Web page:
The Carolina Journal reported yesterday that a North Carolina state employee replaced a preschooler’s lunch with chicken nuggets because she felt what her mother had packed wasn’t nutritious.
What was in the lunch? A turkey and cheese sandwich, banana, potato chips and apple juice.
Not exactly Mountain Dew and a Ring Ding.
What did the four-year-old eat? Three chicken nuggets.
Oh, that’s much better. Wait, huh?
Reportedly, the Division of Child Development and Early Education at the Department of Health and Human Services requires all lunches served in pre-K program to meet USDA guidelines. That means that your preschooler’s lunch must have one serving of each of the following:
- two servings of fruit or veggies
Even if lunch is brought from home.
But how about if you’re a vegetarian? What about a lactose intolerant child? What if you have a picky preschooler who’s going to eat three chicken nuggets and call it a day?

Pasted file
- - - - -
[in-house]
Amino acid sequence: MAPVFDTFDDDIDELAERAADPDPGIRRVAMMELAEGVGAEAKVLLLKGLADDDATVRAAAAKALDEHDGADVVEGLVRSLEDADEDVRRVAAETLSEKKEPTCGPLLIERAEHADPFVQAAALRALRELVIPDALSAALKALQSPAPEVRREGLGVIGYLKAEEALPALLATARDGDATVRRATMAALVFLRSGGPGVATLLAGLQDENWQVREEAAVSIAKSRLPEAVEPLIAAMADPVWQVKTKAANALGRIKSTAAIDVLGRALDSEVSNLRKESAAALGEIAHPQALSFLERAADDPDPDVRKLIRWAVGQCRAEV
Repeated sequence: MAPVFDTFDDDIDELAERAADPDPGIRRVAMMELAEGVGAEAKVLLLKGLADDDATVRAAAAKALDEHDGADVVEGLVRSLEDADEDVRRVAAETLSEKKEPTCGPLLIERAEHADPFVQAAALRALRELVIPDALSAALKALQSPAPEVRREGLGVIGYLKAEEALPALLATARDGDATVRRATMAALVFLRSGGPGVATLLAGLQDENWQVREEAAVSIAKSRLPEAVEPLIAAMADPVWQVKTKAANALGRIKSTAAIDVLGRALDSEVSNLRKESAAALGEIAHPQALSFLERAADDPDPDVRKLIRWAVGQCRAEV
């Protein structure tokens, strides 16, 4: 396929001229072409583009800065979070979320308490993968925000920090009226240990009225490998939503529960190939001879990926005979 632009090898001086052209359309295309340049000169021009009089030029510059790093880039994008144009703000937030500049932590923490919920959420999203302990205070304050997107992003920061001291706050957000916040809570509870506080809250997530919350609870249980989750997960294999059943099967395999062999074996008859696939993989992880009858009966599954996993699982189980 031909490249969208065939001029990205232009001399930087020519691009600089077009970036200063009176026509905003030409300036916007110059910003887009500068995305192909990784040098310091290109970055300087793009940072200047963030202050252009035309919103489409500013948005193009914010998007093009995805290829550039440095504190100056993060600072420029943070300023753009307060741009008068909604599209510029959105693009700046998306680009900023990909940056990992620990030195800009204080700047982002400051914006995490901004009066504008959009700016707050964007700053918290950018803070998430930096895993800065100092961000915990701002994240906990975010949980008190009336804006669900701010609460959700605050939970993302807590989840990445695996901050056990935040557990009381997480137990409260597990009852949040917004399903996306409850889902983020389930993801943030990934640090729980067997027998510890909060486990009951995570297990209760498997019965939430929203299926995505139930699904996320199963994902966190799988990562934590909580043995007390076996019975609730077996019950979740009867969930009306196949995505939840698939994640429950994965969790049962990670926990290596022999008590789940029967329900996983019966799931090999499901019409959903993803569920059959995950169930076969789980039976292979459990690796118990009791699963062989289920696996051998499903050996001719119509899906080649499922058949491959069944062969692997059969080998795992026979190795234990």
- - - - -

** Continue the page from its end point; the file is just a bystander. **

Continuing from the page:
The mother told Carolina Journal, “What got me so mad is, number one, don’t tell my kid I’m not packing her lunchbox properly.” Number two, they charged her for the meal.
Now, I’ve seen kids snacking on powdered donuts, brought from home, at our kindergarten, so I’ll acknowledge that not every parent knows or cares about nutrition.
But as the mother of one picky eater and one who has been eating lobster since he was two, I understand that all kids eat differently. Some eat everything you put in their lunchbox or on their lunch tray. Others dump the apples that come with the school lunch in the garbage, uneaten. (Witnessed, a dozen times over, at Lunch with Your Second Grader.)
I also understand that one meal does not necessarily represent the total of a kid’s nutritional intake. They may nibble on lettuce one night, but gobble down brocolli the next. Nutrition isn’t about one meal, but a week of meals. And you get into them what you can, when you can. Besides, even my “I’ll have the pan-seared sea bass” kid won’t drink milk. So why waste all that food?
And chicken nuggets: more nutritional that a turkey and cheese sandwich? Seriously?
The child’s mother said, “”You’re telling a 4-year-old ‘Oh, your lunch isn’t right,’ and she’s thinking there’s something wrong with her food.”
Maybe there’s just something wrong with the policy.
What say you, lunch-packing parents? Misguided or much needed?
Jen Singer will talk about the story on The Daily Wrap with Michael Caster at Wall Street Journal Radio. Tune in!